3 Obstacles Ahead for Surprise U.S.-China Climate Deal
Meeting the targets will require huge economic changes in both the U.S. and China.
Representing the world's two biggest-emitting countries, President Barack Obama and China President Xi Jinping agreed to record-setting reductions of heat-trapping emissions that contribute to global warming.
The deal could give momentum to a new global climate agreement, slated to be finalized next year during United Nations-led talks in Paris. Yet actually meeting the reduction targets is another matter. They would require massive economic changes in both the U.S. and China that could be politically or socially unpopular.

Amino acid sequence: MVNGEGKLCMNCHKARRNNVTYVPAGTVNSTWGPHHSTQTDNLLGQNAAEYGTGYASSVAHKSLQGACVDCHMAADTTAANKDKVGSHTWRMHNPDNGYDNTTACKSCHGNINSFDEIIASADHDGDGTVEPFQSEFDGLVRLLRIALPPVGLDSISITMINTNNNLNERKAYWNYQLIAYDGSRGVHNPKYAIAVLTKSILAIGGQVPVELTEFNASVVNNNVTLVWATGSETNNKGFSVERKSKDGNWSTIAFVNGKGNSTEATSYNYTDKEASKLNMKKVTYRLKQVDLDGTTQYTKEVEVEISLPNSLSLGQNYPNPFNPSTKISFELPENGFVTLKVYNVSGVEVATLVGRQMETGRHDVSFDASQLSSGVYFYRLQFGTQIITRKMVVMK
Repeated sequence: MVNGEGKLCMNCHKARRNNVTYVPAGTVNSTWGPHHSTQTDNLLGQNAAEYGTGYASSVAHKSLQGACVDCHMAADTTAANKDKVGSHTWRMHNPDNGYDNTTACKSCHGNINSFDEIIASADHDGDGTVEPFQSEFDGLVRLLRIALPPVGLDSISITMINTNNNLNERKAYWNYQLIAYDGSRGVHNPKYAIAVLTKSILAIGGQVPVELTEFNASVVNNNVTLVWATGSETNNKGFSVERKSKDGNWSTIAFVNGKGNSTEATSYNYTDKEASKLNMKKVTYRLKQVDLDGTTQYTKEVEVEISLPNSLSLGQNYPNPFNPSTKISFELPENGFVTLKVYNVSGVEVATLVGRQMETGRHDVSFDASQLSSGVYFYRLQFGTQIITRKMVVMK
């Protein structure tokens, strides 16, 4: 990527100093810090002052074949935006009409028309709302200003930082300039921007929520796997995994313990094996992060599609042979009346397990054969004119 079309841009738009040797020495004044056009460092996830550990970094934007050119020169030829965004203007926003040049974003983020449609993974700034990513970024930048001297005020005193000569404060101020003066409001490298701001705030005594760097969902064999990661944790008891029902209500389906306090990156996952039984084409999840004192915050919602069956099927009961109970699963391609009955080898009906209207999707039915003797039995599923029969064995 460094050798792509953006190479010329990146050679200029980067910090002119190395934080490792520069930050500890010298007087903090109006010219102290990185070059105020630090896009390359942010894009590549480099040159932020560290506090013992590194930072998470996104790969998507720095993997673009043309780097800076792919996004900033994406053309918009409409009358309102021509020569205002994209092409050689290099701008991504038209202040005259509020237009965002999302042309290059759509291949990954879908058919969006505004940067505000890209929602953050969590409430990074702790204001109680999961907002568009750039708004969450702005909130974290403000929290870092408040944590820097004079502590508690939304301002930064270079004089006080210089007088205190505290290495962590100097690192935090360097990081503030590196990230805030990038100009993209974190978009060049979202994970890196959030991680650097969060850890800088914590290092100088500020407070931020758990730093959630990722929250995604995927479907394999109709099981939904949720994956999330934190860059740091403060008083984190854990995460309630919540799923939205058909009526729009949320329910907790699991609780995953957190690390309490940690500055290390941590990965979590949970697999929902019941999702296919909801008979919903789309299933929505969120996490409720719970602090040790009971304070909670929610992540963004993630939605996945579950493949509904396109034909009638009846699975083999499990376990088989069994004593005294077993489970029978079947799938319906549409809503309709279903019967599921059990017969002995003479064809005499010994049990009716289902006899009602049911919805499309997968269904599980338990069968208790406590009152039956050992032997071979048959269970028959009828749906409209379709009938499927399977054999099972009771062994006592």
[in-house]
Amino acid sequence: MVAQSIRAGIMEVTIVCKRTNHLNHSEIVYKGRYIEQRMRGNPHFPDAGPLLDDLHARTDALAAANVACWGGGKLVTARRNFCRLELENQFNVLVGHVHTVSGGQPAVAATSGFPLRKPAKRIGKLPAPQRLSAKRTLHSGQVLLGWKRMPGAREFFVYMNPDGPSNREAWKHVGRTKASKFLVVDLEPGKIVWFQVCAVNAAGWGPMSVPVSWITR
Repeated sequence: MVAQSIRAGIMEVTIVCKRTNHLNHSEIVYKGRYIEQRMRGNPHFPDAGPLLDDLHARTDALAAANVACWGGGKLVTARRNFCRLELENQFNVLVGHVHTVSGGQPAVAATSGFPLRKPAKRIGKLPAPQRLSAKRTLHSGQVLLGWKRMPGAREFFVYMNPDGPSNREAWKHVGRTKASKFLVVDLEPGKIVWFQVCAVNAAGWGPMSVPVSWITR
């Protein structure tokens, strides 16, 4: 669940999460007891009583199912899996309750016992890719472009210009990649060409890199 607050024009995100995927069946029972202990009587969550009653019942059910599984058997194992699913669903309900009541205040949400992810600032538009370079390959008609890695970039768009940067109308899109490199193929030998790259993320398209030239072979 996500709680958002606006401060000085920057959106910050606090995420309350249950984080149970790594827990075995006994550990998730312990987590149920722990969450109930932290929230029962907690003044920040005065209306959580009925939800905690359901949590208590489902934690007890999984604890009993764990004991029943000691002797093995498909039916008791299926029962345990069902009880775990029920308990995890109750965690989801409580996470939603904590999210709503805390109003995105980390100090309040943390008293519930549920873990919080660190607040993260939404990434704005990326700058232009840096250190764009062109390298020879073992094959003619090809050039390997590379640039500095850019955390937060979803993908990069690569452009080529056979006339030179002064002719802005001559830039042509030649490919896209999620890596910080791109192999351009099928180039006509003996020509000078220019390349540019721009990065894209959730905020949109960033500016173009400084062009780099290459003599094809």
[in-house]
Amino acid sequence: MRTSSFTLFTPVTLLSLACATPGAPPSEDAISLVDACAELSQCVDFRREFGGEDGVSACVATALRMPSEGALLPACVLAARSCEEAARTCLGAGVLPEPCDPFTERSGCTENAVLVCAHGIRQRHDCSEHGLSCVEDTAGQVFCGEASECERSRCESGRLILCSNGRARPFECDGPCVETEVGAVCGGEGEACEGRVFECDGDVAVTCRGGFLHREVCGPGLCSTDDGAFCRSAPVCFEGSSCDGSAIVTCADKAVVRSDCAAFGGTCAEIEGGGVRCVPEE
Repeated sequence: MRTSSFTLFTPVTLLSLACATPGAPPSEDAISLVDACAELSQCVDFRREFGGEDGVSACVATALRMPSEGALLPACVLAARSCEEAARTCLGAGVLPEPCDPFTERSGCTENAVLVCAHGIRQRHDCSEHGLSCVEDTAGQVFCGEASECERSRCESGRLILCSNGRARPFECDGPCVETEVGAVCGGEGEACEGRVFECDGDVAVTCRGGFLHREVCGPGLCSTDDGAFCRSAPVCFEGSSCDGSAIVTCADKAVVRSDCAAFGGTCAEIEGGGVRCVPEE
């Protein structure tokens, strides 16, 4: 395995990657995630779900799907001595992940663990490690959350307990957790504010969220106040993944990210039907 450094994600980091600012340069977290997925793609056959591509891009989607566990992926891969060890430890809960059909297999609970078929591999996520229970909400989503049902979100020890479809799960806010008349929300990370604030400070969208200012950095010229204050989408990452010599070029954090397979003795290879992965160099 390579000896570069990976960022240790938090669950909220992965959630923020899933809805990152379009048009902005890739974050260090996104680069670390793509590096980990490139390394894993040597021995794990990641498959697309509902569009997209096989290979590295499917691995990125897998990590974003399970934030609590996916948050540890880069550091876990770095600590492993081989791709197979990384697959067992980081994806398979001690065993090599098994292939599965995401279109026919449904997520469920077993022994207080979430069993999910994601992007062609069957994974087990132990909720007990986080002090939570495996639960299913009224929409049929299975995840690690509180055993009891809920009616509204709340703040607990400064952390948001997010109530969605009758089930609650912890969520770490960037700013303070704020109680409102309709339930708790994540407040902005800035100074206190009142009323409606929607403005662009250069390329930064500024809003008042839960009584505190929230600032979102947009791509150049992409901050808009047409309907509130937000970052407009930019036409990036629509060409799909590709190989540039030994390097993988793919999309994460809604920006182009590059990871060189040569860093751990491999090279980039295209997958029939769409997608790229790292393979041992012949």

The two leaders had been expected to make bold pledges early next year in advance of any Paris agreement, so the sweeping announcement surprised many climate change analysts.
"It's a new day to have the leaders of the U.S. and China stand shoulder-to-shoulder and make